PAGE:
Paul: Apostle to the Gentiles

And so we say farewell to FF Bruce. For this last post, I have decided to focus on a few chapters across the last half of the book. I have enjoyed reading Paul: Apostle of the Heart Set Free, and I would recommend it to any Christian (not afraid of a bit of mental exertion) who wants to delve deeper into the life and times of the historical Paul. Bruce brings together the Biblical accounts and the context from Ancient Historians, and he considers the scholarly hypotheses in a concise and clear way. You don’t need to read the whole thing right through. If you were preparing for Bible Studies on Galatians, or reading up for a sermon series on Romans, then here’s a useful book to get down off the shelf.

And so to chapters sixteen and seventeen. Bruce continues to follow Paul chronologically and he spends time with him in each of the places he visited. The Jerusalem conference had gone well. Paul’s gospel was recognized as the authentic gospel and his vocation was clearly to preach it to the Gentiles. Bruce tells us that it was, “probably impossible for one who concentrated on Gentile evangelisation to be at the same time an effective missionary to Jews.” Once Paul made contact with the God-fearers who attended the synagogue and they had embraced the gospel, he was inevitably no longer welcome in the synagogue. And so what about his own people? Paul could hope that in time the Jews would be jealous of the Gentiles availing themselves of God’s blessings and would, “assert their right to share in them.”

Paul’s success created a problem for the Jewish Christians. In chapter seventeen Bruce tells us that the demanding ethical standards of the church were seen to be in danger from the influx of morally lax Gentiles. Have you ever wondered why Peter stopped eating with Gentiles or why some Jewish Christians were so adamant about circumcision? Bruce clarifies the context and explains the probable reasons behind these wrong teachings and behaviours that could so undermine the gospel going out to the Gentiles.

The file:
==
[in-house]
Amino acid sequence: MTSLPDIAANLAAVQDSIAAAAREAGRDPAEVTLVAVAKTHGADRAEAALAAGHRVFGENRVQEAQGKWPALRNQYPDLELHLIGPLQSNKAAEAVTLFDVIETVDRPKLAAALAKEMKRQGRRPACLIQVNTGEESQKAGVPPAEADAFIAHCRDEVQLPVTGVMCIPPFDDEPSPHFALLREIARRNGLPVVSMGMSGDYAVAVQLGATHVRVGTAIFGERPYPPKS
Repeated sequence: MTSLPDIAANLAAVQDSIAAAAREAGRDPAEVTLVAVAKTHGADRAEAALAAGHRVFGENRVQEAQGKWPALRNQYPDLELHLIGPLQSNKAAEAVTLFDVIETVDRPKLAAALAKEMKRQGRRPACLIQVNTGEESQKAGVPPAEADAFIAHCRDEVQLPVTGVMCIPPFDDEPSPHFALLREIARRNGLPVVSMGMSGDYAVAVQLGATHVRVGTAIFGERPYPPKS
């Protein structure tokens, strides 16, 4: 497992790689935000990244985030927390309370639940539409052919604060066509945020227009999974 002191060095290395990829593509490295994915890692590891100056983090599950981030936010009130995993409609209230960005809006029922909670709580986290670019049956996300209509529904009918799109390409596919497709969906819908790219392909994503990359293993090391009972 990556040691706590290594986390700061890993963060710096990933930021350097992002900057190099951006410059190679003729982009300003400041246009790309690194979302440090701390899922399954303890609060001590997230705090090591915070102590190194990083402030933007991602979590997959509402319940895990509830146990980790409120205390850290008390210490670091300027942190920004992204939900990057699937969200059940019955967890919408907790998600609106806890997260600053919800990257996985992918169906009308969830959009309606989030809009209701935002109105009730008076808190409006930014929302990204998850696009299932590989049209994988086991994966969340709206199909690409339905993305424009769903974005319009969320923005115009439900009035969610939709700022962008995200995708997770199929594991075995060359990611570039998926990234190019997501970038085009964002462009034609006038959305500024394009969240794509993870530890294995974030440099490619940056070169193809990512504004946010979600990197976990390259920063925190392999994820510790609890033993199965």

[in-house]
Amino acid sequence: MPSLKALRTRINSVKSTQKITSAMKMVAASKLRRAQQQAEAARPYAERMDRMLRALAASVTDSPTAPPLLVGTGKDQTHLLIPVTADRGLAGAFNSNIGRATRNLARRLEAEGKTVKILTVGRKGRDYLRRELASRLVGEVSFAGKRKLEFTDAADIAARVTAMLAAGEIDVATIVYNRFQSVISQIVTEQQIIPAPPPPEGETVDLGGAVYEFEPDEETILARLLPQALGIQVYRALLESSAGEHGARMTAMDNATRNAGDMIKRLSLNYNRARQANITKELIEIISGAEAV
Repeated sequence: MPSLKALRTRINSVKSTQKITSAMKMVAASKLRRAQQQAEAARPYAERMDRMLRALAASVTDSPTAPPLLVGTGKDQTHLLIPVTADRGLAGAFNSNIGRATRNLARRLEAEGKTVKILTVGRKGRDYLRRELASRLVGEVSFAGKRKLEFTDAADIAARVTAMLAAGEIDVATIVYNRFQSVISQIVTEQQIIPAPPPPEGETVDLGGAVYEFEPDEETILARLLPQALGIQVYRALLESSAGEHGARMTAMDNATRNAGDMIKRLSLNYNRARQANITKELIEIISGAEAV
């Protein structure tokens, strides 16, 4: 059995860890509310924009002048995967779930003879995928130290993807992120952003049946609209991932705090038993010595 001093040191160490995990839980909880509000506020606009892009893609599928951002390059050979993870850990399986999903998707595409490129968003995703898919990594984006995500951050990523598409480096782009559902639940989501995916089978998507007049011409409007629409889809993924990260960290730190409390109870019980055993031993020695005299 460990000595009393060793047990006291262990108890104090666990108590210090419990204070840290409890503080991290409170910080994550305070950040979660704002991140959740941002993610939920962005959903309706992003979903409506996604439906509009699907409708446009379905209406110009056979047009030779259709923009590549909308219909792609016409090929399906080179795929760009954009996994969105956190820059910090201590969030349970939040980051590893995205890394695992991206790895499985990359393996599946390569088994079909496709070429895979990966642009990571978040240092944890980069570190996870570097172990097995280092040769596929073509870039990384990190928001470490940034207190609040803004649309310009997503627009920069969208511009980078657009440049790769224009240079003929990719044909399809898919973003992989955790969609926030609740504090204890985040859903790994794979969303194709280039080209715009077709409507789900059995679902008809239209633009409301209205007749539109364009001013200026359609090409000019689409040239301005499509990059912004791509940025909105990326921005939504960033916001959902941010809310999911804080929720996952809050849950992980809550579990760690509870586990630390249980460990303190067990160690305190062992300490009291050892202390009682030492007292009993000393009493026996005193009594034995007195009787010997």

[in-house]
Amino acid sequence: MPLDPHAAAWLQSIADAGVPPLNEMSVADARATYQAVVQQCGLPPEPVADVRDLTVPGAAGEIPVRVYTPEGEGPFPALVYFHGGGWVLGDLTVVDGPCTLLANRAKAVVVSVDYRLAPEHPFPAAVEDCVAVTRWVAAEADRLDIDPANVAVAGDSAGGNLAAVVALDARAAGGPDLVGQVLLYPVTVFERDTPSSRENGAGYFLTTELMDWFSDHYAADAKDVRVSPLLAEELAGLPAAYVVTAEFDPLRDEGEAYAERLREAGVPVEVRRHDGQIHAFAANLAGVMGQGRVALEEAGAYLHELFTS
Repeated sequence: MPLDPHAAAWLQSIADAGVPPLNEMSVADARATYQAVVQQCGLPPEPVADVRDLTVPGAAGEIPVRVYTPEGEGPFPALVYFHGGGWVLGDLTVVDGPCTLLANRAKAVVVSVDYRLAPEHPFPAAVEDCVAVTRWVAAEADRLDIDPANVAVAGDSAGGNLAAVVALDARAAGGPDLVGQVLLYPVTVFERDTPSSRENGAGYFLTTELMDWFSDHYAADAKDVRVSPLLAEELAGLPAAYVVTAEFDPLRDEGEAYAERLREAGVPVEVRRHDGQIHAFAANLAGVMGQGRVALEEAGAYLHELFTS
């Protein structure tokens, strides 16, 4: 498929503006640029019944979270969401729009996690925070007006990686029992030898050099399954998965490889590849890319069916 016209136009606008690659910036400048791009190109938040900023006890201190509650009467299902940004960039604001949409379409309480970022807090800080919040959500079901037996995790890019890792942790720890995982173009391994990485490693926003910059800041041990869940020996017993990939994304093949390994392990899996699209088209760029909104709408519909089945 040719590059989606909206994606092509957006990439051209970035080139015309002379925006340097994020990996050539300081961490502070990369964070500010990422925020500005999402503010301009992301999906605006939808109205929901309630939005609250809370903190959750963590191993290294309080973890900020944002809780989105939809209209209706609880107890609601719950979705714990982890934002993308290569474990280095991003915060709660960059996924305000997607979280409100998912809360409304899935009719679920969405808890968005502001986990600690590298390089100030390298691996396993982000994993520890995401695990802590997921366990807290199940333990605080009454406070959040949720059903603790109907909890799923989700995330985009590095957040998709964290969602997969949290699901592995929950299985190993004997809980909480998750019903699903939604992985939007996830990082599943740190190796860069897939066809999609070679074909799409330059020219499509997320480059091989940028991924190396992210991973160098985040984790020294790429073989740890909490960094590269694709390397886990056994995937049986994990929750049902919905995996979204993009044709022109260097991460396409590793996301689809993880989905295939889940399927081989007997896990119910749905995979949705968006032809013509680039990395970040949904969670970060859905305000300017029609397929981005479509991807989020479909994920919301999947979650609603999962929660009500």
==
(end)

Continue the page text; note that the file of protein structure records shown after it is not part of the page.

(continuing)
I loved Bruce’s description of Paul’s time in Corinth in chapter twenty-three. He gives some fascinating historical context to the city and even goes into detail about the lives of Priscilla and Aquila. Have you ever wanted to know more about the teacher Apollos who had such devoted followers, who set themselves up as a rival personality cult to those who followed Paul?  Bruce outlines all the problems Paul wrote to the Corinthians about and shows his steadfast commitment to the gospel and his loving attitude in the face of every challenge.

In chapter thirty-one we see Paul in custody in Caesarea and I appreciated Bruce’s fascinating background on Felix, the governor responsible for investigating the complaints made against Paul. He explains why it was that Felix was removed and replaced by the less sympathetic Festus and so then why Paul was left in a position where he felt that his only option was to appeal to Caesar. The way Bruce takes the Biblical text and brings in the historical context from the Ancient historians is simply wonderful. Did Paul hope to make it to Rome and share the gospel with the Emperor himself? In chapter thirty-seven Bruce tackles the arguments and the traditions and outlines the most likely course of events at the end of Paul’s life.


Thank you, FF Bruce. I am not sure that I will remember everything that I loved reading in your book, but I know that you have challenged me to know Paul better and so therefore to want to know Christ better.
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